The influencer landscape is constantly changing and adjusting, and we tend to see having a wider group of engaged and activated influencers tends to perform better.
Quote from Kirk Crenshaw, CMO of Traackr, in an article on PhocusWire this week:
The state of influencer marketing for travel brands.
The concept of "influencers" in the travel industry is often a tricky one to understand and quantify.
This is both from the perspective of definition and results.
In many respects, an individual who simply has an amazing time on a trip and then posts updates about it on Facebook is, in reality, someone who can influence the travel purchases of others.
"Friends" will see the content and, perhaps, in months or even years to come will remember the time they saw pictures of a fantastic beach or awe-inspiring landmark or food in a restaurant at a destination.
Influential, yes - but not a jaw-dropping scale that gets travel brands particularly excited.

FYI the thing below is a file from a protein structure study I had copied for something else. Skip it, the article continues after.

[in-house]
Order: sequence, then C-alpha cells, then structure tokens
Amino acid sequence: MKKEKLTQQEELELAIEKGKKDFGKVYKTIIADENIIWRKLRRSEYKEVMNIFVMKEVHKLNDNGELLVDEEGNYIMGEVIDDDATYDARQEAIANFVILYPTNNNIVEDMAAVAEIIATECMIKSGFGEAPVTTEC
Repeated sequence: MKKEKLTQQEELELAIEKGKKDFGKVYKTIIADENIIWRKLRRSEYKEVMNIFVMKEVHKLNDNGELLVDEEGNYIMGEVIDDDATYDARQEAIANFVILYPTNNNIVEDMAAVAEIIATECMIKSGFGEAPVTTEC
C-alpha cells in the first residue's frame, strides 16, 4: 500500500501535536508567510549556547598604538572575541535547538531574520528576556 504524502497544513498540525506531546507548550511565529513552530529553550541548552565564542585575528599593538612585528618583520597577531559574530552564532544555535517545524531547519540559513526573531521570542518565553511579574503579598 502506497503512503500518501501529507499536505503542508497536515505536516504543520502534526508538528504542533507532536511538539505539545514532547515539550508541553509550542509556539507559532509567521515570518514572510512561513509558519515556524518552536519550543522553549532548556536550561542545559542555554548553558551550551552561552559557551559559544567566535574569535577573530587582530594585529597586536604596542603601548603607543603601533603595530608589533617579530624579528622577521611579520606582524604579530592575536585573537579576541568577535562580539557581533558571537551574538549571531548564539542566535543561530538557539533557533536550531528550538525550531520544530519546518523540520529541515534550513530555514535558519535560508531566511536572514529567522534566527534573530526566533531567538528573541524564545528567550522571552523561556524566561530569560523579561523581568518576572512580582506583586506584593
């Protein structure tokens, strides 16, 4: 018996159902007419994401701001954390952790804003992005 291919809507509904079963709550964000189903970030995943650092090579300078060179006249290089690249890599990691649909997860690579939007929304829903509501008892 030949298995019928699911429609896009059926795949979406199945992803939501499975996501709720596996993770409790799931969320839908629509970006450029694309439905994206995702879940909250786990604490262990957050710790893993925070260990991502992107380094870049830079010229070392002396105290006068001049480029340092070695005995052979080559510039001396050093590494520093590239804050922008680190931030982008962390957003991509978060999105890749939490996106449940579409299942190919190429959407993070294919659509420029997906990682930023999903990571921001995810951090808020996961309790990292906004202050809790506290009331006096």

It's the world of professional influencers where nuances and questions still remain yet are often (perhaps rightly) forgotten in the rush by brands to be seen as being connected and engaged with starlets of social media.
On a number of occasions, many have noted how it was the rise of Instagram that gave travel blogging a new lease of life... coinciding with the emergence of the "influencers" label.
No longer did travelers who want to earn their crust on the road have to write anything - they could simply take beautiful (often heavily-filtered) pictures.
This rather simplistic analysis, however, does many a bit of a disservice - as the above story illustrates, they can drive a lot of interest in the direction of a brand.
There is genuine value to identifying who are the important people in this little ecosystem and figuring out how to engage with them.
Where this discipline faces larger scrutiny is in its longevity. Crenshaw notes that trends and strategies (and, presumably, results) change regularly, meaning it can be difficult for brands to be constantly evaluating how to play the game.
Brands (and especially their respective marketing directors) want to see a number of elements: results, data, consistency and brand values.
Thus the reason why Booking Holdings and Expedia Group, for example, spend around $11 billion a year on Google and not on influencers.